SAMPLING CRITERIA: IS : 731, 1987

 

FOR DIMENSIONS & TEMPERATURECYCLE TESTS

Lot size, N

First sample size, n1

Second sample size, n2

Permissible failure, a

First rejection number, r1

Second rejection number, r2

Up to 1000

8

8

0

2

2

1001- 3000

13

13

0

2

2

3001-10000

20

20

0

2

2

10001 & above

32

32

1

3

4

FOR MECHANICAL, ELECTRO-MECHANICAL and POROSITY TESTS

Lot size, N

FOR MECHANICAL, ELECTRO-MECHANICAL and POROSITY TESTS

FOR GALVANIZING & PUNCTURE TESTS

First sample size, n1

Second sample size, n2

First sample size, n1

Second sample size, n2

Up to 1000

5

5

3

3

1001- 3000

8

8

5

5

3001-10000

13

13

7

7

10001 & above

20

20

12

12

NOTE: The samples selected shall be divided  approximately into three parts and subjected  to the applicable tests in the following order.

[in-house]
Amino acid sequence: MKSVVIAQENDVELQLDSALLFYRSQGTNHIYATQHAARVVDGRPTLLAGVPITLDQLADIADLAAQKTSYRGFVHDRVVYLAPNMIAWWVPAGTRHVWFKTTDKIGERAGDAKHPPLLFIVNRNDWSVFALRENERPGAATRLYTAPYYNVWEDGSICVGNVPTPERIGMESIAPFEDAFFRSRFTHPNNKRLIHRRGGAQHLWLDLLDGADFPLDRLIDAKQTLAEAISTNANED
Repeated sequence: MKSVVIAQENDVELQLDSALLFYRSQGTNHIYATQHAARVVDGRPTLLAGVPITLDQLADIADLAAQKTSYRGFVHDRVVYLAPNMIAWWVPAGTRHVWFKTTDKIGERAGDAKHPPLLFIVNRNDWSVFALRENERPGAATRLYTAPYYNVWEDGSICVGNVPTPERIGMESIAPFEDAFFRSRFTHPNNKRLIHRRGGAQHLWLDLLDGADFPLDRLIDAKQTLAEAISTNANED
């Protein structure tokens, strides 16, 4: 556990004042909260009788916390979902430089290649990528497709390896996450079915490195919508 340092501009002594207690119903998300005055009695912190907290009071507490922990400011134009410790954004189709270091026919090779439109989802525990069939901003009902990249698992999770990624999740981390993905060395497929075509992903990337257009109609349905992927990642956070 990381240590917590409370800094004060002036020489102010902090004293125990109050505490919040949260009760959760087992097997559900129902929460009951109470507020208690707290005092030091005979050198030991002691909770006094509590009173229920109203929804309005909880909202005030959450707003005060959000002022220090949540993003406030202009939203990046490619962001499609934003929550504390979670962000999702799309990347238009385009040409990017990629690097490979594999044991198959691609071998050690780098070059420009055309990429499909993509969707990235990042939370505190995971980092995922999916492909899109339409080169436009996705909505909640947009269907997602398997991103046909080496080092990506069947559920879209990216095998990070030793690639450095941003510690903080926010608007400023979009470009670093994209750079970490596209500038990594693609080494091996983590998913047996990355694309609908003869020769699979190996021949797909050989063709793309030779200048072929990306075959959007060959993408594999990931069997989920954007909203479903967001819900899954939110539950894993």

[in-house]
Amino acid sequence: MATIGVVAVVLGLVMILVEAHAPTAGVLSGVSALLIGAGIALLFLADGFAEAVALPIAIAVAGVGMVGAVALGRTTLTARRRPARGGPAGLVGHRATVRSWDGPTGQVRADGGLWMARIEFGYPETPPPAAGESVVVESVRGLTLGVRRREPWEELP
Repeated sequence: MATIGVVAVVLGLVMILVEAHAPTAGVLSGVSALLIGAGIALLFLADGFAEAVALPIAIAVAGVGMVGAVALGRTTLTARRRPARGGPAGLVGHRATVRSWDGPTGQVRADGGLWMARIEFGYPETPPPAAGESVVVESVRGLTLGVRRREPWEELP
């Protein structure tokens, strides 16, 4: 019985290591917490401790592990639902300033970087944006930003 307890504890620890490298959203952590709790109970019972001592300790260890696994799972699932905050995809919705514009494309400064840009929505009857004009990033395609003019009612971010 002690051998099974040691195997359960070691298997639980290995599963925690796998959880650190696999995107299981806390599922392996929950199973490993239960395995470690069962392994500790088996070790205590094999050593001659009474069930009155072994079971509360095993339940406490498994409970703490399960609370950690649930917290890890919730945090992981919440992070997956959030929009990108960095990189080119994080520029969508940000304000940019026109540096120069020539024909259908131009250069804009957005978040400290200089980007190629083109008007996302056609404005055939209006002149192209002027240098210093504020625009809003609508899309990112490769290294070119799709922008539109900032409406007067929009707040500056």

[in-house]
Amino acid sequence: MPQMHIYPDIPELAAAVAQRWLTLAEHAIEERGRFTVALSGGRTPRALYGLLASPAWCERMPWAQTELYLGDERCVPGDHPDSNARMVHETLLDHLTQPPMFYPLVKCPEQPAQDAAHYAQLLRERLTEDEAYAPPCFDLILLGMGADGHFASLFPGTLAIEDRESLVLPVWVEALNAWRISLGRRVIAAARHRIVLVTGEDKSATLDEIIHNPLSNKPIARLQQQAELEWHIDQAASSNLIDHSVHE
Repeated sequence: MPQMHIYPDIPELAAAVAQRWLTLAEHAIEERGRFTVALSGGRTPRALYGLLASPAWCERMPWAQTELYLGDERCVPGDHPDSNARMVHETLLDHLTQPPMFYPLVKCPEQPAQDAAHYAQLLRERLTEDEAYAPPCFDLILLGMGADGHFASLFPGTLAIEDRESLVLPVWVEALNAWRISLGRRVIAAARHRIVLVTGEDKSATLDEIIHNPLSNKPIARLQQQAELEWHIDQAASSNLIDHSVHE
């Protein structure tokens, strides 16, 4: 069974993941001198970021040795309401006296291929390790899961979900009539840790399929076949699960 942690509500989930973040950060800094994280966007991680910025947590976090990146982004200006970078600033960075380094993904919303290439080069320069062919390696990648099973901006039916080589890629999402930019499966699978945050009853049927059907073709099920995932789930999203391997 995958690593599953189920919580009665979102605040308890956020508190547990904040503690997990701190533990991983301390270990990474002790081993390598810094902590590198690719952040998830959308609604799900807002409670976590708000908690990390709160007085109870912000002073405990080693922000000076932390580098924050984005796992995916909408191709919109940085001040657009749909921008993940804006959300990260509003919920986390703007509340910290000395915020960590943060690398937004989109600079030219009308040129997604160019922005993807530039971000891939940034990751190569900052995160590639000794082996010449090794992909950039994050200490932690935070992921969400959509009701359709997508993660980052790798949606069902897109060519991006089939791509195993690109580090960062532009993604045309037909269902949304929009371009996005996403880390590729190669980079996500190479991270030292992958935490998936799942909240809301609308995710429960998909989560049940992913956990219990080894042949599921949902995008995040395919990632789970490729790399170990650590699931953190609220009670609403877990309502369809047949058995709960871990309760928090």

Parts of sample

Tests on string insulator units

Tests on Rigid insulators

Type A

Type B

Type A

Type B

First & second part

5, 6,8,11 &9

5, 6,7 or 8 (whichever is applicable), 9 (when specified) &11

5, 6, 8, & 11

5, 6, 8, & 11

Third part

5, 6, 10 & 12

5, 6, 10 & 12

5, 6, 10 & 12

5, 6, 10 & 12

 

 

 

 

 

Other relevant Indian Standards are the following:

 

AAA Conductors [All Aluminium Alloy  Stranded Conductors ]  IS: 398 (Part 4) –1994

ACSR Conductors IS: 398 (Part 2) –1994

Pre-formed armour rods  for conductor IS: 2121 (Part I) –1981

Repair Sleeve and Mid-span joints for conductors IS: 2121 (Part II) –1981

Stockbridge Vibration Dampers for overhead Lines IS: 9708-1993

Spacer and Spacer Dampers for Twin Horizontal Conductors IS:10162-1982

Earth-wire accessories- Suspension and Tension Clamps; Mid-span Compression Joints; Repair Sleeves and Flexible Copper Bonds IS2121(Part-3)-1992

Cross-by Clips IS2121(Part-3)-1992             

H Frame/Tower Structural Steel[rail, Girder, Angle etc.] IS:2062

Stay wires[Hot-dipped galvanized Stay Brand IS:2141-1992

Porcelain Insulators-Bus Post for system nominal voltage > 1000 V IS: [2544-1973]

Step Bolts and Their Nuts for steel structures –IS: 10238 –1982